“It's so different - the life we have now from when we were using,” Carie said. “Recovery has given me a whole life. The women I've met through Stepping Stone ... they are part of my family.”
Sarah was pregnant with a second child and when she went to the hospital to give birth, the baby tested positive for drugs. Childrens Services got involved and referred her to get treatment.
At the time, she was thinking about giving the child up for adoption.
“My counselor didn't want me to put a lot of thought into getting defocused from treatment,” Sarah said. “But, it was there until it was actually finalized. I didn't know if it was a decision that I was making with my heart or it was a decision that was kind of fogged up from all the drugs.”
That was in 2003. She brought her oldest son to Stepping Stone House and after three days, she wanted to go get high.
“When I left treatment and did go use, that was like my moment of clarity,” Sarah said. “I realized that's not how I wanted to live anymore. I called Stepping Stone and pretty much begged to let me back in.”
Growing up, both of her parents used drugs. After seeing how well she was doing after treatment, her brother and two sisters went into recovery. She is inspired by being there for her family and her child, she said.
“I've been able to build a very strong support group of women in recovery,” she said. “If I'm down and having a problem, there's always somebody there that I can call ... I have more fun now than I ever did using because I was always at home hiding, getting high.”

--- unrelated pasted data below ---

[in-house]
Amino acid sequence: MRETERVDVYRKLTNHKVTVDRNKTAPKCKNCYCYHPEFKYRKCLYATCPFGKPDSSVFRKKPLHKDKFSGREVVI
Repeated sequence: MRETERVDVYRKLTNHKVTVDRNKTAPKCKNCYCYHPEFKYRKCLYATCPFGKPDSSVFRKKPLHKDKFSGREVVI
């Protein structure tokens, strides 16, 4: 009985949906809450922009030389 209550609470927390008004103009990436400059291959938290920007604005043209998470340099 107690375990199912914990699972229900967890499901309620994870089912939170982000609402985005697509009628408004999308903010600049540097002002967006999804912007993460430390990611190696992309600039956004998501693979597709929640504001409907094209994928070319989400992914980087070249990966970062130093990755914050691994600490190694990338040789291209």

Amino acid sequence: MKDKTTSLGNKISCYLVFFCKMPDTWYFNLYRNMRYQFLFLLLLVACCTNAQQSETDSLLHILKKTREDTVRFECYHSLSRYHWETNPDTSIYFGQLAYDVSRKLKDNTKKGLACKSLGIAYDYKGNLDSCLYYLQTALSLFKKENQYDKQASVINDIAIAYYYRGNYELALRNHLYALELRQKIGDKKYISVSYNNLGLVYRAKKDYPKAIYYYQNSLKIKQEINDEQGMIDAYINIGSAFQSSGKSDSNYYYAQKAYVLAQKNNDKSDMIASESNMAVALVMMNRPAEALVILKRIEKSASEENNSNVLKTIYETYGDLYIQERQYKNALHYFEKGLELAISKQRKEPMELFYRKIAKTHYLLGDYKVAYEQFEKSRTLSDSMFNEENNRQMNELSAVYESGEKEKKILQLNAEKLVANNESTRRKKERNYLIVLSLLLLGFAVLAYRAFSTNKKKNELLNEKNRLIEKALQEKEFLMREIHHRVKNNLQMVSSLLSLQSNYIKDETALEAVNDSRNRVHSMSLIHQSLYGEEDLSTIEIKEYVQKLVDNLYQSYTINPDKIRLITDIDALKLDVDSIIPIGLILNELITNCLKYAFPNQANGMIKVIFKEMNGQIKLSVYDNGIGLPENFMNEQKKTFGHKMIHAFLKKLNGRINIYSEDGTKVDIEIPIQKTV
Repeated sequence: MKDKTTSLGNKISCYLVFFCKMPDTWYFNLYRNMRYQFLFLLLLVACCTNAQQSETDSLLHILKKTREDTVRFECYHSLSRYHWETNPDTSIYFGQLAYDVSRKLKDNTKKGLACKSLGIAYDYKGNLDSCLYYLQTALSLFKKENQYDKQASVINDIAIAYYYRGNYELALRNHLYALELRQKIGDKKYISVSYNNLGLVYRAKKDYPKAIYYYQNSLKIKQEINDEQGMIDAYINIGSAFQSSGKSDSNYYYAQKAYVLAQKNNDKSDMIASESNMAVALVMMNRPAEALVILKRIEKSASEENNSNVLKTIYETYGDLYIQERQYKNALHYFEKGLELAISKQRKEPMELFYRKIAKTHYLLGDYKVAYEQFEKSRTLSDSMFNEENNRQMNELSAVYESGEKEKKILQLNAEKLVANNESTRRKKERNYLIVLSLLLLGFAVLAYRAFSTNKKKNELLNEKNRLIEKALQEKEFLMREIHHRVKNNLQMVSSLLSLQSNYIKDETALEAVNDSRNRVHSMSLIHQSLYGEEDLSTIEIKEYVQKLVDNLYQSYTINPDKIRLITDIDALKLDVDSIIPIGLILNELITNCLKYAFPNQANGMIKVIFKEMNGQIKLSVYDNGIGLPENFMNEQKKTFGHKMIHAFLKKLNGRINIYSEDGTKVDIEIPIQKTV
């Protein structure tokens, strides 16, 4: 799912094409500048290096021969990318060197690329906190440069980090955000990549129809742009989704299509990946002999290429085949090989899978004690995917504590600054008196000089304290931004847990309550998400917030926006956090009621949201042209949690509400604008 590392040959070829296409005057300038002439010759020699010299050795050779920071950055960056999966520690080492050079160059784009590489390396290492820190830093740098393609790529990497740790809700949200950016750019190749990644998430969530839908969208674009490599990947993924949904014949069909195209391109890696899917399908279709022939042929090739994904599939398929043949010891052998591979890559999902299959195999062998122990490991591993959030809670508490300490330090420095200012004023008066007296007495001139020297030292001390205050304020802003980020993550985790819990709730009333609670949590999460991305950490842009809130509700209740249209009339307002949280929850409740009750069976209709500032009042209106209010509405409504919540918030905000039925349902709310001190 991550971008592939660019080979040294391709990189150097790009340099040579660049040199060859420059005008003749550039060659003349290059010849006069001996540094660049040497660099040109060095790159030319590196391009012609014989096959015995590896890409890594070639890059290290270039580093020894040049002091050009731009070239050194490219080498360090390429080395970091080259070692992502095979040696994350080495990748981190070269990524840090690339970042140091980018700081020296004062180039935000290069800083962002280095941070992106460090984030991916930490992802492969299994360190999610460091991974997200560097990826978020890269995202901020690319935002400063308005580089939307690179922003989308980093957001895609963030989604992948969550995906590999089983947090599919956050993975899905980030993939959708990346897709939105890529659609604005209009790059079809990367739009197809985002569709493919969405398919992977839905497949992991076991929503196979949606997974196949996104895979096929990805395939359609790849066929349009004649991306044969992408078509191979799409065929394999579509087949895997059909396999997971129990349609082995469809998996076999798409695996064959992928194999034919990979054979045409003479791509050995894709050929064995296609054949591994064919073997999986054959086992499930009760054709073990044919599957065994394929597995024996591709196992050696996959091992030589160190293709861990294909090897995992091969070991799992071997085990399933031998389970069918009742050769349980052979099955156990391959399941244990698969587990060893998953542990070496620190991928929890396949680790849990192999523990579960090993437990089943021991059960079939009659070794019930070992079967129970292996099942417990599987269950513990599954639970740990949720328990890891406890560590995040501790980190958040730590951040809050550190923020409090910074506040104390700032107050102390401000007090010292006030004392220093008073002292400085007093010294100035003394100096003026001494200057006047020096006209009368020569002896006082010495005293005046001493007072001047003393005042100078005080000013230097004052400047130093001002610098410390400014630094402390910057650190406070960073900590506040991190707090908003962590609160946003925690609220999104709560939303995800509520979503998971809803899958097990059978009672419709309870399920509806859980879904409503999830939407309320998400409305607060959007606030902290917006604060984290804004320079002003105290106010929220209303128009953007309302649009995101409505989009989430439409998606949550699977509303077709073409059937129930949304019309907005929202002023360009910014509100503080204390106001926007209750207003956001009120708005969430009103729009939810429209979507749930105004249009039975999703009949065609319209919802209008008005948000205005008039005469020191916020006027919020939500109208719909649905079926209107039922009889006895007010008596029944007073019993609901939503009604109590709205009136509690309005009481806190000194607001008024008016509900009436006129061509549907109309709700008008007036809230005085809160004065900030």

Bonnie said she used drugs and alcohol 23 years of her life and she was in and out of jails and institutions.
“My biggest motivator was my children, because I wanted to show my kids that there was a different way to live,” she said.
When Bonnie first went to Stepping Stone House and saw some of the women she had used drugs with working on staff at the house, she had a lot of hope.
“That showed me there was a different way to live - that inspired me a lot,” she said.
The first time she went to an NA function, she saw Sarah dancing and “acting crazy,” Bonnie said.
“I had no idea how these people could have this much fun being clean and sober,” Bonnie said. “I'd never experienced nothing like that in my life. I have more fun now than I've ever had in my life. It's a whole new way of life.”
PHYLLIS NOAH can be reached at (740) 353-3101, ext. 234 or e-mail at email@example.com.